Ministry of Economy and Sustainable Development of Georgia, LEPL Innovation and Technology agency, together with US National Science Foundation and University of Tennesse Knoxvile is hosting First International Conference on Biology and Biotechnology of Thermophilic Microorganisms. Conference will be held in Tbilisi, Georgia 5th of October 2015.
Microorganisms that thrive at relatively (41°-80°C) or extremely (80°-122°C) hot environments are called thermophiles or hyperthermophiles, respectively. Thermophilic organisms were discovered among bacteria, archaea, and mycelial fungi. Many (hyper)thermophiles tolerate other environmental extremes such as high acidity, high pressure or radiation levels, which makes them valuable subjects for applied microbiology and biotechnology.
A statement of the need for conference and a list of topics.
The proposed International Conference is important for the development of new collaborations and projects. The discussions will involve opportunities for collaborations in areas of joint research activities, exchange of research and educational materials, publications and academic information. Discussions will also include future exchanges of faculty, staff and research scholars, development of short-term academic programs, and international research experiences for undergraduate and graduate students. This workshop will be held in Georgia to facilitate visits to and evaluations of the existing collection of extremophiles, as well as discussions of possible biotechnological applications of these unique strains.
The meeting will focus on the topics that have the greatest potential for development of thermophiles research in Georgia, and present opportunities where collaboration between scientists would yield the greatest near-term achievements. The following priorities will be followed: Priority 1: Microbial diversity, biology and genetics of thermophilic microorganisms including cellulolytic bacteria. Priority 2: Next generation omics approaches for studying inhabitants of high-temperature environments. Priority 3: Application of thermophilic microorganisms and their enzymes in biotechnology.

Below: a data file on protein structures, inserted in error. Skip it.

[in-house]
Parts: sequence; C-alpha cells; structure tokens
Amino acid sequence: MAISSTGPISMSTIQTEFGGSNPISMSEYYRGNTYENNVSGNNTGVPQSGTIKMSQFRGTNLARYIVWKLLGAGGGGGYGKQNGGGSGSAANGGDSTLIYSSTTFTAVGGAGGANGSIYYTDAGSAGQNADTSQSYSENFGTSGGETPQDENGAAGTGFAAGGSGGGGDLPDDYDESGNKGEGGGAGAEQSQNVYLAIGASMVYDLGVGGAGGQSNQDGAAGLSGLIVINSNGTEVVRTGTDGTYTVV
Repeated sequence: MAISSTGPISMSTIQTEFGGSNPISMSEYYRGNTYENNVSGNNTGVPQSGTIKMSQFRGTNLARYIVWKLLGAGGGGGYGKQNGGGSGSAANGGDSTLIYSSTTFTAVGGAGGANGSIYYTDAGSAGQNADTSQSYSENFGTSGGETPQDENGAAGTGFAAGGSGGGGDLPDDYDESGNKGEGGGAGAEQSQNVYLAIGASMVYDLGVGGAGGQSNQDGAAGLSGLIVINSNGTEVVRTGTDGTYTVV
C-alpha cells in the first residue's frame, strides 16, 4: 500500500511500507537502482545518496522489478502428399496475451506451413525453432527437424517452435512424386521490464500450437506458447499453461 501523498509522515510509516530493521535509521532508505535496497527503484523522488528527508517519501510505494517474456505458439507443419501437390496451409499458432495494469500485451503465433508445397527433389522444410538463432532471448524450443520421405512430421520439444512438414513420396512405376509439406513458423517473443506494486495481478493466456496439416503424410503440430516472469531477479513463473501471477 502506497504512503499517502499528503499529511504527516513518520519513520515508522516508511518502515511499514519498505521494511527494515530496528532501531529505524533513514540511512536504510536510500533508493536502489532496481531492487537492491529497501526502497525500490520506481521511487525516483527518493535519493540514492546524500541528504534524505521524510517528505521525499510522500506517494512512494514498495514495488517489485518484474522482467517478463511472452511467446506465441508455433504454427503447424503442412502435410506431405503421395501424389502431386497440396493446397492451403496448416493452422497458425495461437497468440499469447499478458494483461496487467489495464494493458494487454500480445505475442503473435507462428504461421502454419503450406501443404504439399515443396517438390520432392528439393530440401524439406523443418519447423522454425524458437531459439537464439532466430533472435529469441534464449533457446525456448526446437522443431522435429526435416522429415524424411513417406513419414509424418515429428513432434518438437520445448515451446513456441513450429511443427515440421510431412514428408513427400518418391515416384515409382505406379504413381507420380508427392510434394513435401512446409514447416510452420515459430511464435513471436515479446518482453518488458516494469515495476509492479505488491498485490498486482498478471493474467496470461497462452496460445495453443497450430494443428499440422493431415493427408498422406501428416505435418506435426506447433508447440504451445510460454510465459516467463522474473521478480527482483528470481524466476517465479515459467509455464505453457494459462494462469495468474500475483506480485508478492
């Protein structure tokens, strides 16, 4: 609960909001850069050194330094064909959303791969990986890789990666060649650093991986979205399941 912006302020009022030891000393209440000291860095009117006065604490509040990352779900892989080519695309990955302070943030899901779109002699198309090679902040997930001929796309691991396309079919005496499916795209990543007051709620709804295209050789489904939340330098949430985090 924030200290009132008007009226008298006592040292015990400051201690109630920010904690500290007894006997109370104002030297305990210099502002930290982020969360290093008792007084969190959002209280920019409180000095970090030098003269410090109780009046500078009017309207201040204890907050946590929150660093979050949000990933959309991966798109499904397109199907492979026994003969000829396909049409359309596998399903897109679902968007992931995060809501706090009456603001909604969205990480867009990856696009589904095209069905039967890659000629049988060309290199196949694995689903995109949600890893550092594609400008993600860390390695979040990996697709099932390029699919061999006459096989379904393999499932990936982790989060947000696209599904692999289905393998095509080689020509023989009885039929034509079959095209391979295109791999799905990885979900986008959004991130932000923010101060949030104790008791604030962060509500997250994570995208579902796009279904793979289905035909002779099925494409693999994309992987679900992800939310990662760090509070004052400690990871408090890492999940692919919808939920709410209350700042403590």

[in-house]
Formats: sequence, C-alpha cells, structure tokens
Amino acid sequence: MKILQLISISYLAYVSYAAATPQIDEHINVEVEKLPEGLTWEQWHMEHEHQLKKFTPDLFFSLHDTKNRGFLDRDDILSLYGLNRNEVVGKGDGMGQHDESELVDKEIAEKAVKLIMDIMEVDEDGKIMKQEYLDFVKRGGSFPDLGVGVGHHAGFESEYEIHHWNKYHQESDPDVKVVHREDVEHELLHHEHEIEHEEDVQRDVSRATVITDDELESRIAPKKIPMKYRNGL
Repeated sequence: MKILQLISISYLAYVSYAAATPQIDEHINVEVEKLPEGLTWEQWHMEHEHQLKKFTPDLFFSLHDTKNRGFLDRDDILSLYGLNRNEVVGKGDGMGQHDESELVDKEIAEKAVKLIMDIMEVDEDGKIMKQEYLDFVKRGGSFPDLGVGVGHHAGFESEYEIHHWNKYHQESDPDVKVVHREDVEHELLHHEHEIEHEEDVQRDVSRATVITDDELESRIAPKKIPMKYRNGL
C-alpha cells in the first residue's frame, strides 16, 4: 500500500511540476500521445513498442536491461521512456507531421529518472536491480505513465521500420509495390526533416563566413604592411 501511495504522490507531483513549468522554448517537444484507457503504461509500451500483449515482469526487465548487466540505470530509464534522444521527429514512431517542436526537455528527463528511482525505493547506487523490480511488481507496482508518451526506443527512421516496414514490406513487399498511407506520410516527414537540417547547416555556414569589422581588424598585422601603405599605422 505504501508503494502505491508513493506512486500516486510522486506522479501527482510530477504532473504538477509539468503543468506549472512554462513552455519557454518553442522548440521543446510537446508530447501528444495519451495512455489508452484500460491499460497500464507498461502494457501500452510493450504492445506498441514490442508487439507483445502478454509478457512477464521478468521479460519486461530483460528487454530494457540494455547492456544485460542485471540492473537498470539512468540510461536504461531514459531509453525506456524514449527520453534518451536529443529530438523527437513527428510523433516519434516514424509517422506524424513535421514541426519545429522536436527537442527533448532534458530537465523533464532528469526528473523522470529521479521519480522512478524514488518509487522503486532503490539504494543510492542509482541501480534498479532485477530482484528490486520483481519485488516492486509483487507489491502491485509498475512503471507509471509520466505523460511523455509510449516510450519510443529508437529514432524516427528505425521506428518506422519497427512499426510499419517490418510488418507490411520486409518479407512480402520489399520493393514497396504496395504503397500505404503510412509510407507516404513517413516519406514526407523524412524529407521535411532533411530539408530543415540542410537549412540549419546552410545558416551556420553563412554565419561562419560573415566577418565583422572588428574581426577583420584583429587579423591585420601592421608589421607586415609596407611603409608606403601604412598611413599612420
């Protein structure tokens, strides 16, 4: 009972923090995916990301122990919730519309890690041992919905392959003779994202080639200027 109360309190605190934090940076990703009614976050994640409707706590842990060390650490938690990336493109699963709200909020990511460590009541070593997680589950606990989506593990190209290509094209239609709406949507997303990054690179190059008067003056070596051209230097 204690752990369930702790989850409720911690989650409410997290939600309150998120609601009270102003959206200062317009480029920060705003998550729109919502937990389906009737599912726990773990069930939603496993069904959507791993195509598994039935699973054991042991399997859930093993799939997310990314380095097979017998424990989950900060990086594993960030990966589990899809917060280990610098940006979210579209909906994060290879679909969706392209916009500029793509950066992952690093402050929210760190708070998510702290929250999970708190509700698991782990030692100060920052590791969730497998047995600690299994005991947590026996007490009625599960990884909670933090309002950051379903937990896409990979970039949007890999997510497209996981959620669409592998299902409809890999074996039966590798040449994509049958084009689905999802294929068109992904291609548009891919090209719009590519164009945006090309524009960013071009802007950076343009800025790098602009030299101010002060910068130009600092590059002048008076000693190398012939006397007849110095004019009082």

The project will initiate and enhance the collaborations and partnerships between countries. It will also stimulate and advance research into the biology and ecology of thermophilic microorganisms with respect to fundamental science and biotechnological applications. The project will support participation of undergraduate/graduate students and early career scientists. The international nature of this project will provide the platform for improving the network of collaborative research and will be used for development of further exciting research opportunities for undergraduate students, as well as enrichment in students' educational and cultural experiences. Conference webpage will be created on the University of Tennessee Center for Environmental Biotechnology’s website where the program, its mission, the list of participants, and a summary of delivered metrics will be published for public access.
The International Conference on Biology and Biotechnology of Thermophilic Microorganisms.
Thermophiles and hyperthermophiles are found in most geothermally-heated regions of the Earth, such as hot springs in Yellowstone National Park (1) and Kamchatka (2), deep sea hydrothermal vents (3), as well as biogenically-heated areas such as decaying plant matter (4), peat bogs (5) and compost (6). One of the most poorly biologically-studied thermal regions is the Caucasus Mountains, which is considered to be a non-volcanic region where geothermal energy is produced by the collision of three continental plates at a triple-point (7). Numerous hot springs are found on the flanks of the triple-point and in isolated pockets in the Caucasus (7). In addition to the hot springs, a number of geothermal wells have been drilled to depths of 1 – 2 km, producing groundwater with temperatures from 50° to 105°C (7, 8). Georgia is known to be one of the richest countries in terms of hot groundwater resources, however not all of Georgia’s groundwater resources have been yet identified. There is wide variation in groundwater characteristics both in terms of chemical composition and temperature (8, 9). The main chemical composition of the groundwater is sodium-bicarbonate, whereas mineral content of the water is associated with stratigraphic horizons. Three main groups of mineral waters have been found in the region: waters without specific dominant components, sulfide-rich waters, and iodine-bromine-rich waters (8). Water with low mineralization (< 1.0 g L-1) is widely used for drinking while thermal waters and mineral waters with high mineralization are used for medicinal purposes and as heat resources. The thermal waters from certain boreholes are rich in methane, iodine-bromine, chloride, hydrocarbons, boron, silica, sodium and calcium with a total mineralization of 12-13 g L-1 (8). The natural mineral water may contain indigenous microorganisms, genes and enzymes with valuable characteristics involved in biosynthetic and biodegradative pathways.